Saturday, 12 January 2013

Let's (not) dance


Bowie released a single this week. He hadn’t released one for a while. He’s sixty six you know? Pensionable, bus pass and heating allowance qualifier. It was a number about Berlin – retelling stories and past glories – hanging with Iggy and wearing black and that.   Then out of the woodwork came all the glam queens and diamond dogs to pledge allegiance to the starman. You know Jonathan Ross gets a front page leader in The Guardian to basically tells us how hip and connected he is. And you wonder why the Guardian lost £44 million pounds last year – I wonder. I wonder why why why why why.  You’ve got Skyped calls to old producers, friends on Radio 4 and fans in the street – all ready to tell their Bowie story. I don’t have one. I’m going to make one up today.

I think I’ve said it before – but I don’t quite get Bowie.

There’s always some writing about him playing with the expectations of the audience – the boundaries. But he’s selling pop music isn’t he – you’re not really playing with our expectations are you? I mean it’s gonna be a tune – he’s not going to really play with our expectations of the genre is he? It will be a tune – last around four minutes – have a chorus and bits we can hum. He might dye his hair – he might put on a bit of slap – he may well ask Ronson to grow his sideburns and wear a bit of gold. We will not come out of that dumbfounded – confused or knowing anymore than we did before.  

We will be entertained. Happily sated on melody and performance.

There’s nothing wrong with that. Just stop making it into something more. I like music. You know David didn’t "challenge the core belief of rock music of its day’ as his biographer stated by adding a  bit of spoken word in Future Leader before the seven minutes of Diamond Dogs kicked in. Yes – you read it right – seven minutes of sub Rolling Stones swagger.  David made records – appropriated this and that and sold a lot of them.

Who has ever ‘challenged’ the core belief of rock music? What does that phrase actually mean? Iggy, Lou, Rob Tyner – on the edge performers – challenging the core belief of rock – oh pleaseeeee.

Perhaps I need educating. Schooling in Bowie’s ways and given reasons as to why this monarch of pop is vibrant, relevant and exciting. Perhaps I should dig out those albums picked up in second hand shops and start listening again – they are nestling in the collection – from Space Oddity to one where he seems painted blue or some such thing. I forget its name.

To be honest – I was just too young for that son of a gun. Bowie seemed over to me by the time I was getting my fix of the popular. You know his songs were on tapes for my dad made by his brother – they were not for the young things – us boys needed to keep swinging in different ways. He already seemed like a relic. I remember thinking who is this fella – with Bing Crosby – with Queen? Yet the press seemed to laud him as an artist – an alternative. What with Bing and Freddie? I might have been missing the point – but then again I don’t like points being made – do you get?

And if we trace a lineage from him through the musical ages and stages we get to Boy George – we get to Marilyn -  wearing a frock and releasing mediocre pop smashes does not make for a legacy. Oh I know it’s in lots of music – I’m being banally confrontational. Saying that Arcade Fire can fuck off – that’s not confrontational that’s a fact.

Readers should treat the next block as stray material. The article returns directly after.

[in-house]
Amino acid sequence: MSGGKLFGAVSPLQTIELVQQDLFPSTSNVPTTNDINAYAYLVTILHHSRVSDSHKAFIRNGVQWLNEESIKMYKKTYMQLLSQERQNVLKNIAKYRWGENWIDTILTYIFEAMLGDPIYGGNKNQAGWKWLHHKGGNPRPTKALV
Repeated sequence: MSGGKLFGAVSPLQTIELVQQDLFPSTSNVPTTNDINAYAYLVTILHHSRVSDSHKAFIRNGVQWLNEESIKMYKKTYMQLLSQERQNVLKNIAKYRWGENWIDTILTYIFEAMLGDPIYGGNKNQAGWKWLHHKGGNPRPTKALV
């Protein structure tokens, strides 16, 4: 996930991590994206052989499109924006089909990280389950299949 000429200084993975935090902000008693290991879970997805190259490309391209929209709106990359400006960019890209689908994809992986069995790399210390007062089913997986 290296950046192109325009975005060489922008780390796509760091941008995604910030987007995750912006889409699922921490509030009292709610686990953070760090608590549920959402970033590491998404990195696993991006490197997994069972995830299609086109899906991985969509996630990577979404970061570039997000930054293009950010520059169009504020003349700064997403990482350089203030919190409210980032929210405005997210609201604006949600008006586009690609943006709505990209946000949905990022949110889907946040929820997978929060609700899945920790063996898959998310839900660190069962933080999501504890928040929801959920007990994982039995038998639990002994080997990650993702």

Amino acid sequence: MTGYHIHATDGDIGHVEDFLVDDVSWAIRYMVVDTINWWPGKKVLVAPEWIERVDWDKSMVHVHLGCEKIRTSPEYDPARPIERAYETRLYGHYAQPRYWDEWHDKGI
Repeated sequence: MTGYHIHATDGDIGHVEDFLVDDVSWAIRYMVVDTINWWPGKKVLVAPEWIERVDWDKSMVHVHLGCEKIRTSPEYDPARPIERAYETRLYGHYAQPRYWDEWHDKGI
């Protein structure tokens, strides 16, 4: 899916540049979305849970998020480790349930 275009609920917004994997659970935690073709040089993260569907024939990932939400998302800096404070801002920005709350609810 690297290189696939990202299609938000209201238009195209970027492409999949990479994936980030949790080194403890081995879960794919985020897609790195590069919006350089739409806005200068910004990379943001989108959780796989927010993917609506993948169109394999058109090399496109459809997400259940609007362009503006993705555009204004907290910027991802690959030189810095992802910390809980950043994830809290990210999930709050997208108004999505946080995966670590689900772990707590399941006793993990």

And Talking Heads. Next question?

I know Bowie fans get riled when someone takes a sideways slap at him – I sometimes get that way when Emma has a go at Brian Wilson. Yet over the years I’ve dealt with it – and let’s be honest there’s a fair amount of shit in the Wilson cannon. Sacrilege I know – but I’m starting the new year with a Lou Reed kind of mood. I want some fucking street hassle – mmaaaaannnnn.

So maybe I should give the alien another chance to fall to earth and land in my lap – I might enjoy it. Perhaps I don’t know where to start. I have tried – I tried listening to Diamond Dogs and Hunky Dory today. But it just widnae work for me.  I can’t get past the deaden rasp of his voice – clearly unique – but the pretention of the ‘cut up’ approach or the mime. You know Howard Jones tried that – mind you he got another fella to do the trapped in a box bit. And somewhere lodged in the back of my mind is the whole Let’s Dance era – all pleats and false smiles. Wrung through with Thatcher and hollow of spirit. I am certain it is the way I remember the times and not something specific to the thin white duke – but I can’t help associate that with this and then with now and that’s why Bowie’s not getting a look in.

I also remember an attempt by older lads – all part of the Scunthorpe scene – to recreate a Live Aid moment in a church hall on Ashby Road by instigating a mass sing along to Heroes at the end of a charity night of bands. The bile was rising then – it still is now. What a fucking liberty. I know Bowie wasn’t involved – he hadn’t given his blessing but it gets my gander up and typifies those big brash popular cultural sweeping statements and moments. Geldof was a cunt so why ape it – eh?

I hate being part of the masses.

I know I am part of the masses. I know I am not individual in anyway but let’s not get into all this mutual appreciation back slapping congratulations and all that sycophantic stuff that comes with an ageing pop star releasing a tune. There’s other things that should be filling our front papers.

They’re dismantling the welfare state. They’re shutting hospitals. They’re stopping trade unions. They’re taxing the poor but hey Bowie’s back though – Let’s dance. 

I managed to find this - it's more Marc Bolan than Bowie - so worth a look. It grooves.